Investigating the Bible: Did Jesus get timing wrong?


On October 22, 1844, thousands of followers of Baptist minister William Miller waited on rooftops and hilltops for the rapture he had predicted. They were called Millerites and wore white robes; many sold all their possessions. The day came and no one was lifted to heaven. In recent times, radio minister Harold Camping had five different dates for the second coming, starting on September 6, 1994. When each date came and uneventfully passed, he’d choose another.

Near the end of Jesus’ earthly life, his disciples asked him for signs of his return and the end of the world. He described many calamities and then said, “Truly I say to you, this generation will not pass away until all these things take place.” (Matthew 24:34 English Standard Version used throughout.) Was Jesus wrong on the time of his second coming? The verses before and after his statement give the answer.

Jesus said there would be natural disasters, persecutions of believers, wars and rumors of wars, and the destruction of the Jewish temple in Jerusalem before the Son of Man returns in the clouds to “…gather his elect.” (Matthew 24:31.) Many of the events Jesus predicted did occur during the first century. Cities were destroyed by earthquakes throughout the middle east. Persecutions and cruel death came when Emperor Nero falsely blamed Christians for setting ablaze much of Rome in A.D. 64. There were wars in many parts of the known world. The ancient historian Josephus wrote that in the Roman siege of Jerusalem and the temple in A.D. 70, over one million Jews were killed. The temple was plundered, its massive stone columns toppled, and the debris burned beyond recognition. Jesus stated these things would occur before his second coming.

On the time of his return, Jesus said no one knows, not even him. “But concerning that day or that hour, no one knows, not even the angels of heaven, nor the Son, but the Father only.” (Matthew 24:36.) To illustrate this he told the story of Noah: “For as were the days of Noah, so will be the coming of the Son of Man…they were eating and drinking, marrying and giving in marriage, until the day when Noah entered the ark.” (Matthew 24:36-37.) Noah’s contemporaries mocked him. When the rains came and never stopped, they were caught unprepared.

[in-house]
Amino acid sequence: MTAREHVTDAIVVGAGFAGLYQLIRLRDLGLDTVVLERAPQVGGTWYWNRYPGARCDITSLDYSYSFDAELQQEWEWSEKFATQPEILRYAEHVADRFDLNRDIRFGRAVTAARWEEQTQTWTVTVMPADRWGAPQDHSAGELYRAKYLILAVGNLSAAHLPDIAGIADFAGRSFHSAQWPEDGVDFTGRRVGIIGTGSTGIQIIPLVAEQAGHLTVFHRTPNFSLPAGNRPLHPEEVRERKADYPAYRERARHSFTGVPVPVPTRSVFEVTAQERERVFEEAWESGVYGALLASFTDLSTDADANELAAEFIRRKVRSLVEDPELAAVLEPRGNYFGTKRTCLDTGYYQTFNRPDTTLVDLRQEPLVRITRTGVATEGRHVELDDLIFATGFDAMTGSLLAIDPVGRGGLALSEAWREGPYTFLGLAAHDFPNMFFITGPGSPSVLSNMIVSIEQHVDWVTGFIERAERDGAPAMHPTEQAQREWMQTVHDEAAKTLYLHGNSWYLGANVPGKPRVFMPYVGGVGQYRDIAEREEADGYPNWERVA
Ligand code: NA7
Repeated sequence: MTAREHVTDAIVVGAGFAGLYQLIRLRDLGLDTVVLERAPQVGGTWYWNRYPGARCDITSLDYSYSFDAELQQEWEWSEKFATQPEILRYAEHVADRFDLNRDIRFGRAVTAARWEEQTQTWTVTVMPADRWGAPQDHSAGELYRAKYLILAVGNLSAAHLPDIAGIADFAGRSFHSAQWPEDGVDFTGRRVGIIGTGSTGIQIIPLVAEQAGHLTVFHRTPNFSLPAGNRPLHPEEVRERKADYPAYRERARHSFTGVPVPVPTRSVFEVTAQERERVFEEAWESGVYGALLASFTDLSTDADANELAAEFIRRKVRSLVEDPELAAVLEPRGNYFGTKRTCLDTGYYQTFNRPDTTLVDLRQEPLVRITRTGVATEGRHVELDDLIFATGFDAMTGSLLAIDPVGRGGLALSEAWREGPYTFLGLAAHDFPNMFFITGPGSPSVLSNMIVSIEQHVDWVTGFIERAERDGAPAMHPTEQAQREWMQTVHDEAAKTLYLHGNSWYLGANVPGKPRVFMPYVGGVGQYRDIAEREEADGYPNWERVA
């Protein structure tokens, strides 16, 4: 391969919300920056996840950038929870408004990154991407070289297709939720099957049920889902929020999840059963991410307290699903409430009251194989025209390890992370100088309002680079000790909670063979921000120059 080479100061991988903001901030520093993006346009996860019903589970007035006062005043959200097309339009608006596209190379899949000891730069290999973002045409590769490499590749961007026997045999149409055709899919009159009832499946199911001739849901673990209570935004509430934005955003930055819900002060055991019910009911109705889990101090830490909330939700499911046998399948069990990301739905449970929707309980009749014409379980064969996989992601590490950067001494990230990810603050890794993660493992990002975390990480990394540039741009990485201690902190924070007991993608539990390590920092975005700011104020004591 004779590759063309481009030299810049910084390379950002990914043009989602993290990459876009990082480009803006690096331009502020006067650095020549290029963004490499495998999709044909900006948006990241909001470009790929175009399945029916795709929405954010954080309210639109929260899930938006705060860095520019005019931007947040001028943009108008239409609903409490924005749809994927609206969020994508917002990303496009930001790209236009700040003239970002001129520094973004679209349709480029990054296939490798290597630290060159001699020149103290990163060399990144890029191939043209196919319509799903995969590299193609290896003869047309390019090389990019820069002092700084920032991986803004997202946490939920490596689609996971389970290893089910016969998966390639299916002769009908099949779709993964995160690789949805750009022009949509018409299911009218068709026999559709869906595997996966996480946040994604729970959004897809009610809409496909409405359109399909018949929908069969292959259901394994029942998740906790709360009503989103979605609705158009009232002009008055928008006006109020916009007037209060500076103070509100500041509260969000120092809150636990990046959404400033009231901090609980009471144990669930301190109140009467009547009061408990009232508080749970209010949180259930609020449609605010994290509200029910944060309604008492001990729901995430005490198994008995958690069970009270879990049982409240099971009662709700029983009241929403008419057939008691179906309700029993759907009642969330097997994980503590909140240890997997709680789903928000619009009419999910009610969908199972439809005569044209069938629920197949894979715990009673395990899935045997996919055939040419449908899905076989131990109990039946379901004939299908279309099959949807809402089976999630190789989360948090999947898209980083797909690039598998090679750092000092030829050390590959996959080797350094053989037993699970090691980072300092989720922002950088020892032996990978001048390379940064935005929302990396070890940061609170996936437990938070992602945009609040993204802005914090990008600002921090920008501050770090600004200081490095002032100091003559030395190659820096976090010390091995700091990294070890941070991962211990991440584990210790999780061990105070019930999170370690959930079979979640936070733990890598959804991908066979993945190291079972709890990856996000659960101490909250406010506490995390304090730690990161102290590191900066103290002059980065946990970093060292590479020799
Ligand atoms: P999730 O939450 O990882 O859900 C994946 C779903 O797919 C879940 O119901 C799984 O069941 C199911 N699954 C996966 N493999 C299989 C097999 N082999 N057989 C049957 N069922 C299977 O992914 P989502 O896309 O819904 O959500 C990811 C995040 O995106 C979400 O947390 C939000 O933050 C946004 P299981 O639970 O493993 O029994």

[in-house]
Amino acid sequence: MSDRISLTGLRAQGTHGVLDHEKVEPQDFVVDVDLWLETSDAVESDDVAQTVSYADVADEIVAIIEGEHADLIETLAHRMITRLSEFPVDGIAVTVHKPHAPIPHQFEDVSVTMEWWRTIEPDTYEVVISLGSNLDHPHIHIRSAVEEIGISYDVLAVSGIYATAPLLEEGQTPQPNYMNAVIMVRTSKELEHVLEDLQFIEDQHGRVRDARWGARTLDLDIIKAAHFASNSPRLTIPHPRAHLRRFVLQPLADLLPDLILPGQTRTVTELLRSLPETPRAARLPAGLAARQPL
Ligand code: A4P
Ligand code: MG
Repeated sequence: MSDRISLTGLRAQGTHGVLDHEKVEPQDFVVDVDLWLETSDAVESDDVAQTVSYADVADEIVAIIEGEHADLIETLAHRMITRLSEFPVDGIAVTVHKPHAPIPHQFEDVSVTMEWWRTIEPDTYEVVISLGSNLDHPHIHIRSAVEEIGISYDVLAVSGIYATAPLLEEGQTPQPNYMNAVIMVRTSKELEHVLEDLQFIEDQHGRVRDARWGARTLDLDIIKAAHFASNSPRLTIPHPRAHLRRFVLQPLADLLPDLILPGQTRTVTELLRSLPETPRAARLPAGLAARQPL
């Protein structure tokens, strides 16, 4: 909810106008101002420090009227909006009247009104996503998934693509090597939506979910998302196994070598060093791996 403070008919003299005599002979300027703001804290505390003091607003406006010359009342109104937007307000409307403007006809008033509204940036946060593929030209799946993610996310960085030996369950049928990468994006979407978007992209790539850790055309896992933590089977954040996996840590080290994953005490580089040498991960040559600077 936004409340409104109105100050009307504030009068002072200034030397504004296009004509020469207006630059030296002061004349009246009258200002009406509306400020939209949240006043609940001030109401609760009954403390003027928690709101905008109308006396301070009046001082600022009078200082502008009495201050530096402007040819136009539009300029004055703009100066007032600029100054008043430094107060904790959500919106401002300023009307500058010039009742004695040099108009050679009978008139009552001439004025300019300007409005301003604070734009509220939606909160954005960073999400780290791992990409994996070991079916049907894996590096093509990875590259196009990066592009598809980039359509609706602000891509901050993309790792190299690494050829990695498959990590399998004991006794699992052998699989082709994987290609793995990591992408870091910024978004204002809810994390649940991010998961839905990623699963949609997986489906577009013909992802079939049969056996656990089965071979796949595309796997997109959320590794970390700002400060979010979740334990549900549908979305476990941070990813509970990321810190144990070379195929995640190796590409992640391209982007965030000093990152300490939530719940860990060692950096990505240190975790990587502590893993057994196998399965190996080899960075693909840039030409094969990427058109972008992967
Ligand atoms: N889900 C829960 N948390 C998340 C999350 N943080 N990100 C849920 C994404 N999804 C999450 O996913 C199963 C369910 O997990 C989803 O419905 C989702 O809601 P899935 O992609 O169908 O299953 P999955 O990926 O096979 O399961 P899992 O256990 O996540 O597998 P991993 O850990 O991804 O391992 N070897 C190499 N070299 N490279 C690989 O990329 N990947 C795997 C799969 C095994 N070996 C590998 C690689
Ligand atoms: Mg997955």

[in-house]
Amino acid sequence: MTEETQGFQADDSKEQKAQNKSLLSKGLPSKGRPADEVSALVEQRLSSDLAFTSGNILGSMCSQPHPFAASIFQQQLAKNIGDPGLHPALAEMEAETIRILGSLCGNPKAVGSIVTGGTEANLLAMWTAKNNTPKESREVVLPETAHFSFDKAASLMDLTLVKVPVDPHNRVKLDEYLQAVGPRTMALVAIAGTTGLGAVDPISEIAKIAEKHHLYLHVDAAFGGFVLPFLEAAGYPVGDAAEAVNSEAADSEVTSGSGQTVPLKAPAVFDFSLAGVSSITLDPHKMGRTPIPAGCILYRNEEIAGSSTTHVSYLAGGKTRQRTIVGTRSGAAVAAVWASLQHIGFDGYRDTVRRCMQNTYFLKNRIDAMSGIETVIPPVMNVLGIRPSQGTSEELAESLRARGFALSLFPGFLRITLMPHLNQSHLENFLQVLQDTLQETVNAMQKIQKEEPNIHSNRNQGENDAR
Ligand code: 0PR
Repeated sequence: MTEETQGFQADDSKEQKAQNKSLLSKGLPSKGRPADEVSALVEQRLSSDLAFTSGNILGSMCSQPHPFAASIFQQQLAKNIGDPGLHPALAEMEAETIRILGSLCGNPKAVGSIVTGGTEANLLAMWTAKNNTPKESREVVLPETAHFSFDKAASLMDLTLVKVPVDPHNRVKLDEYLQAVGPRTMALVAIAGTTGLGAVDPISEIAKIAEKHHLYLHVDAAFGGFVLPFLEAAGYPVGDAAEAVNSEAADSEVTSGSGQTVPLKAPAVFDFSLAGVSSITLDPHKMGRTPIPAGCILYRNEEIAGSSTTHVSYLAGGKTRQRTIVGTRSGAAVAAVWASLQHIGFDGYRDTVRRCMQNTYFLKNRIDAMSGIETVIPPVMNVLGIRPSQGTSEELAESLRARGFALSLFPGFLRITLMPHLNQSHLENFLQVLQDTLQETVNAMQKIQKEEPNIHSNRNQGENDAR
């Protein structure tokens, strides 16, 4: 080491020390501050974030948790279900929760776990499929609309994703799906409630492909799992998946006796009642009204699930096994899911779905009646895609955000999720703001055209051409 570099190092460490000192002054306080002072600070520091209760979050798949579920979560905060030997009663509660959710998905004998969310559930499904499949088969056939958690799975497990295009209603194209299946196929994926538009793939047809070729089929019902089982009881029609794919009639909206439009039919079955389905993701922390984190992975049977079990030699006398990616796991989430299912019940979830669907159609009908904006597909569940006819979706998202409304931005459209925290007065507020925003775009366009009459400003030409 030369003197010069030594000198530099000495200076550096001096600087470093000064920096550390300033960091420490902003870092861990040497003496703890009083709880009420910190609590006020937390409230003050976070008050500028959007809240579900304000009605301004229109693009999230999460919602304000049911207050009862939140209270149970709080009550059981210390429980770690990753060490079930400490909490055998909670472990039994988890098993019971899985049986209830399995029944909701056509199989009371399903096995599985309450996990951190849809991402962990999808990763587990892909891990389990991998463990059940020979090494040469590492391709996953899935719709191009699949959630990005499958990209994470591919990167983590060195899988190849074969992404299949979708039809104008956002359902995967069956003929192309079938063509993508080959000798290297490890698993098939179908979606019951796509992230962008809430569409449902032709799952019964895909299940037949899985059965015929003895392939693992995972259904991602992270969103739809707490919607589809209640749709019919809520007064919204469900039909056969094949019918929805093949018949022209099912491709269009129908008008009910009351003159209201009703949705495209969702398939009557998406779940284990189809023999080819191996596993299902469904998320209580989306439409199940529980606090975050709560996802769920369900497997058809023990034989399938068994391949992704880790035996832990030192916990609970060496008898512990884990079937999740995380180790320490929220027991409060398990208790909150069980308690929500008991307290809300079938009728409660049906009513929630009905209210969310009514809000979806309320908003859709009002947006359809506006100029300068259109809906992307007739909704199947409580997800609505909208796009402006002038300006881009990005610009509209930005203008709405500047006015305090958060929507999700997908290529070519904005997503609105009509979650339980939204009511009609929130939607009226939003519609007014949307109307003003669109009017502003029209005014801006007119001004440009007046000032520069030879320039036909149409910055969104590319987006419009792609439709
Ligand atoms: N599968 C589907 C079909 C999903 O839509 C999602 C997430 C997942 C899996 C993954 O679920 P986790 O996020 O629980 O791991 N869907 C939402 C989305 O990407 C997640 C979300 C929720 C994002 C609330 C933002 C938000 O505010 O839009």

Jesus also compared the unpredictability of his return to a nighttime thief. “…[I]f the master of the house had known in what part of the night the thief was coming, he would have stayed awake and would not have let his house be broken into. Therefore you also must be ready, for the Son of Man is coming at an hour you do not expect.” (Matthew 24:43-44.)

Early believers hoped for the soon return of Jesus. At his last resurrection appearance with his disciples, they asked when he would restore the kingdom of Israel. He said, “…It is not for you to know times or seasons that the Father has fixed by his own authority.” (Acts 1:7.) The apostle Paul thought he might live to see Jesus return. He wrote, “…we who are alive, who are left until the coming of the Lord, will not precede those who have fallen asleep.” (I Thessalonians 4:15.) Time passed, Jesus did not return, and the apostle Peter offered encouragement: “But do not overlook this one fact, beloved, that with the Lord one day is as a thousand years, and a thousand years as one day. The Lord is not slow to fulfill his promise as some count slowness, but is patient toward you, not wishing that any should perish, but that all should reach repentance. But the day of the Lord will come like a thief and then the heavens will pass away with a roar…according to his promise we are waiting for new heavens and a new earth in which righteousness dwells.” (II Peter 3:8-10,13.)

David Carlson Pastor (yes, that is his last name, not his profession) is a Polk County resident and graduate of Bethel Theological Seminary in Minnesota (M.Div.)



Nero could not have blamed Christians for the fire in 64 CE because Christianity was not invented yet. The first book, Mark, was written approximately in 75 CE, after the Jewish war of 70 CE. Piso was writing from the future looking back to make predictions appear to be true. Actually, he was writing past history.

The ark story is interesting. There are 3 ark stories, and the one about Noah is the most recent. Each time God spoke to a man and told him He was going to destroy everyone except him, and then He gave directions to build the ark. The HISTORY and FACT is that that part of the world is insecure for flooding.

Josephus was Piso. It was common practice then to use false names, mainly to avoid execution by the emperor, losing one’s status, etc.

All the second coming stuff is about the Romans returning if the Jews didn’t behave. Ever wonder why a ‘prince of peace’ replaced Eleazer, the leader of the Jewish rebellion; presented as Lazarus in the Bible, which has to do with the ‘root’, ‘branch’, ‘cutting off the branch’ - Eleazer, and ‘grafting on a new branch to the root’ - Jesus? Ever wonder why Paul wound up in Rome? Ever wonder why Christianity was stared in Rome?

Popes were descendants of Roman emperors. One day a pope stood up and declared that he was God because he was emperor of Rome! The word of God …. That’s where it comes from; the senate appoints emperors as gods. History.

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